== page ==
In order to have a successful engagement, the client has to have a certain level of vulnerability to let you perform or even excel in your role. They have to be willing to knock down their own walls and get out of their own way in order to let you in. They also have to relinquish a certain level of trust and control to the project team. If they question every decision and are constantly changing direction, expectations, due dates, scope, etc., you are in an environment where you cannot provide them with the best service and lead them towards success. Instead, you’re focusing the majority of your time and efforts on adjusting to the constant changes and balancing the client’s mercurial emotions.
On the other hand, there’s the case of a client who hires a consultant in a staff augmentation role—as a billable resource to be used how they see fit. They have an objective and you are there to help them meet that objective, no further discussion needed. The focus is less on the expertise or skill set that a consultant may bring to the project and more on the completion of tasks. As a result, this relationship dynamic has little opportunity for collaboration, challenges, or growth.
That relationship takes the “engagement” out of project engagement and misses the point of hiring outside experts to help you achieve a business goal because they have tried and tested experiences in a particular industry or product. Contrary to some opinions, a primary function of a good consultant is to consult and look out for the client’s best interests. We are there to advise, provide options to best achieve desired outcomes, and highlight potential risks and consequences.
In the end, it takes a joint effort between a client and a consultant to deliver successful results, and there is a blend of both technical skills and domain knowledge at work in that effort.
Tips and tricks for client/consultant relationships.
Here are just a few things that I’ve learned over the years that are useful when building great working relationships during a project engagement for both clients and consultants:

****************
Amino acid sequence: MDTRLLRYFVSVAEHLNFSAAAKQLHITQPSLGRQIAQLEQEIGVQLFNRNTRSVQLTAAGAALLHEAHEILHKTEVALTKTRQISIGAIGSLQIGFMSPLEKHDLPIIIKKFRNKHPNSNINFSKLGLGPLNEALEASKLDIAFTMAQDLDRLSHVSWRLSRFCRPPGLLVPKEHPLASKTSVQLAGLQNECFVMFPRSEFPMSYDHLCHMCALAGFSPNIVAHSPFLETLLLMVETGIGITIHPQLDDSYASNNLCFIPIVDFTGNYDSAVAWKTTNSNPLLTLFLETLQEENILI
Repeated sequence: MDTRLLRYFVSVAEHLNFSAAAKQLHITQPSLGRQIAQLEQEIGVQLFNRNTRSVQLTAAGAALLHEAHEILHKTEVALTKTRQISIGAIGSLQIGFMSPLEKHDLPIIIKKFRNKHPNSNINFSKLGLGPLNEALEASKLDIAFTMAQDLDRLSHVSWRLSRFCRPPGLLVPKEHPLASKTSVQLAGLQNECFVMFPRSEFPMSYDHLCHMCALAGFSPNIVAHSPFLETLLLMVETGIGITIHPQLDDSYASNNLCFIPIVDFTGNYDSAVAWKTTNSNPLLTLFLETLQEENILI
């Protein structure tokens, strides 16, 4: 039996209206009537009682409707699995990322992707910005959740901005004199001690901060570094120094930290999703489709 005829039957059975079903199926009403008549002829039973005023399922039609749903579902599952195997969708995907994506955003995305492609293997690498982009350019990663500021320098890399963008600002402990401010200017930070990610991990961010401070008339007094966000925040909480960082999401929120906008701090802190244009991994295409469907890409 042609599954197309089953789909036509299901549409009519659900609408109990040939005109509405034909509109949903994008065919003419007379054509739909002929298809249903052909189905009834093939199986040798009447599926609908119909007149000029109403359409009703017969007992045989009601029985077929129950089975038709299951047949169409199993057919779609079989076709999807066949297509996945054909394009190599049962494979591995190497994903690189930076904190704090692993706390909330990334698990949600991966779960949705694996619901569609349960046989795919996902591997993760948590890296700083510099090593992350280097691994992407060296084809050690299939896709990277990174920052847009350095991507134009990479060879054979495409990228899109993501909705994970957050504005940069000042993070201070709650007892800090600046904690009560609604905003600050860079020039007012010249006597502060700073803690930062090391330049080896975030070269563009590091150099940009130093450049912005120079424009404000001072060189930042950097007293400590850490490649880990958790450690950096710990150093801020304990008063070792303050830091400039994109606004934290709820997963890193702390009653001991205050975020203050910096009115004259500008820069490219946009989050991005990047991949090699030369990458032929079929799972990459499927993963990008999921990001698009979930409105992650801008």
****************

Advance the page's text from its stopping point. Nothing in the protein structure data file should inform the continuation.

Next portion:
Get to know your team early: Make the consultants feel welcome into your organization. After all, they are going to be there a while. Learn who they are and a bit about their experiences and backgrounds. It also doesn’t hurt to get to know them on a personal level. What do they enjoy doing outside of work? Finding common ground helps us see each other beyond just resources.
Teach them your business: You’ve been working at your organization since before cell phones. You know all the ins and outs. But the consultants are in some ways like new hires. While they may have industry knowledge and technology expertise, they don’t know your organization and its intricacies on Day 1. Help them understand the organization’s dynamics—its products, services, people, and, yes, even office politics. Share company collateral with them like documentation or training manuals. Explain processes and procedures. Give them a tour of the building. Above all, be patient as they assimilate into your organization’s culture.
Be clear on your expectations and outcomes: Most consultants have worked with a variety of clients on dozens of projects. Just as no two organizations are alike, each client has a unique set of preferences for how they work and the definition of a quality output. Help your project team understand what “done” looks like for you. Put your expectations in writing, share exemplars, and meet frequently to discuss progress and answer questions.